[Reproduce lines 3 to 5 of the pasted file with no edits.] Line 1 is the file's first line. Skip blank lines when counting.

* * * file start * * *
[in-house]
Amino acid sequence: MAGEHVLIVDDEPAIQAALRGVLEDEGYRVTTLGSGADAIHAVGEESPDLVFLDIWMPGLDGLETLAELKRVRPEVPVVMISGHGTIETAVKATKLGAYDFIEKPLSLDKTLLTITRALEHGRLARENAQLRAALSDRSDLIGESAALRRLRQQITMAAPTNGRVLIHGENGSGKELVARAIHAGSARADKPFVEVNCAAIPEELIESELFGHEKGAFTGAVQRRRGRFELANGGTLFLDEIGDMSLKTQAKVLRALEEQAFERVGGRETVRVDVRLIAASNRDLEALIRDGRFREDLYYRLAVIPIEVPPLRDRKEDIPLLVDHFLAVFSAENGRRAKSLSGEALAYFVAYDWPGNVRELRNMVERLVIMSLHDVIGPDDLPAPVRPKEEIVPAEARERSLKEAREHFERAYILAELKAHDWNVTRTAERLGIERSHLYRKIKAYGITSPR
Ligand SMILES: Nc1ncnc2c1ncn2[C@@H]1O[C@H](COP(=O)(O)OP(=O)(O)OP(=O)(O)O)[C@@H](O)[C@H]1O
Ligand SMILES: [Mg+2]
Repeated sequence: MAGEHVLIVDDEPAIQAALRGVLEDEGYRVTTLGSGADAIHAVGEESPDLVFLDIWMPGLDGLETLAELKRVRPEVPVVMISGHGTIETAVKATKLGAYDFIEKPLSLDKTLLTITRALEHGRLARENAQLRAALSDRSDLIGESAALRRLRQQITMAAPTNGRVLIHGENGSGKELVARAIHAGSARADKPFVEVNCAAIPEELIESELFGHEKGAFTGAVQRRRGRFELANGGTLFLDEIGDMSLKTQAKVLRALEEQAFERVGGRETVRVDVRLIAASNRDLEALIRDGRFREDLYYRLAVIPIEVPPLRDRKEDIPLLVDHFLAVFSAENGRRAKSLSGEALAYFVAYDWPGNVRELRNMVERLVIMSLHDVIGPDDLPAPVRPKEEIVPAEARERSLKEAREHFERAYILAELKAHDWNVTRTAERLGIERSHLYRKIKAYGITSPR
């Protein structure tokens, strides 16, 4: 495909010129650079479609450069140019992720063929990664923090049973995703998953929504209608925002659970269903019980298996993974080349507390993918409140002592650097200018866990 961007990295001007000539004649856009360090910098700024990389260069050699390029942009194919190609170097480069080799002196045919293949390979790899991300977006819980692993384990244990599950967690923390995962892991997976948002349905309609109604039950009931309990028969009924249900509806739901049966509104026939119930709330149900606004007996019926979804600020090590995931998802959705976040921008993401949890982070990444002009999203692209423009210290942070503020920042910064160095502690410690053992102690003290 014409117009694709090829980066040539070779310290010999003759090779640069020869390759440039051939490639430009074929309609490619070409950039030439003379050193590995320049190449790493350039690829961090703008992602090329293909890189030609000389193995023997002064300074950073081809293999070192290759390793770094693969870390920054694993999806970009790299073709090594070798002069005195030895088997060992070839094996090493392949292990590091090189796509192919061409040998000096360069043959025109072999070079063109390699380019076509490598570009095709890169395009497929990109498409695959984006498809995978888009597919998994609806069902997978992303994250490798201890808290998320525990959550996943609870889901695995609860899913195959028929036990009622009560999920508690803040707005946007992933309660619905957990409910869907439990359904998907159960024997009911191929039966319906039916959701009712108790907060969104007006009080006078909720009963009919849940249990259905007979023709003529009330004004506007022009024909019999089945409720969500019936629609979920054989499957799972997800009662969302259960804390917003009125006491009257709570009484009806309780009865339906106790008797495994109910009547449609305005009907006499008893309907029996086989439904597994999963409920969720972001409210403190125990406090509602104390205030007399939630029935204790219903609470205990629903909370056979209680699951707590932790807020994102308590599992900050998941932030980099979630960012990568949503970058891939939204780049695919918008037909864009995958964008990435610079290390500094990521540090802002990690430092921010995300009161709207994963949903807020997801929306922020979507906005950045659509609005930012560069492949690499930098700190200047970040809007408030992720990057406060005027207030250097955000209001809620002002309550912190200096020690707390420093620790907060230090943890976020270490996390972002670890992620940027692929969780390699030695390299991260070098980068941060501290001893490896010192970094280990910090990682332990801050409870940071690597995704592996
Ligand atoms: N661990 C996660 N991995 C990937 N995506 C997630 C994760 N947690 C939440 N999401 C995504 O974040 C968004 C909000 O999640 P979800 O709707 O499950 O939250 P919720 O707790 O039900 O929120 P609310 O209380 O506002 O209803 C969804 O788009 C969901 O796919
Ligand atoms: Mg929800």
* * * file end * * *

Ligand SMILES: Nc1ncnc2c1ncn2[C@@H]1O[C@H](COP(=O)(O)OP(=O)(O)OP(=O)(O)O)[C@@H](O)[C@H]1O
Ligand SMILES: [Mg+2]
Repeated sequence: MAGEHVLIVDDEPAIQAALRGVLEDEGYRVTTLGSGADAIHAVGEESPDLVFLDIWMPGLDGLETLAELKRVRPEVPVVMISGHGTIETAVKATKLGAYDFIEKPLSLDKTLLTITRALEHGRLARENAQLRAALSDRSDLIGESAALRRLRQQITMAAPTNGRVLIHGENGSGKELVARAIHAGSARADKPFVEVNCAAIPEELIESELFGHEKGAFTGAVQRRRGRFELANGGTLFLDEIGDMSLKTQAKVLRALEEQAFERVGGRETVRVDVRLIAASNRDLEALIRDGRFREDLYYRLAVIPIEVPPLRDRKEDIPLLVDHFLAVFSAENGRRAKSLSGEALAYFVAYDWPGNVRELRNMVERLVIMSLHDVIGPDDLPAPVRPKEEIVPAEARERSLKEAREHFERAYILAELKAHDWNVTRTAERLGIERSHLYRKIKAYGITSPR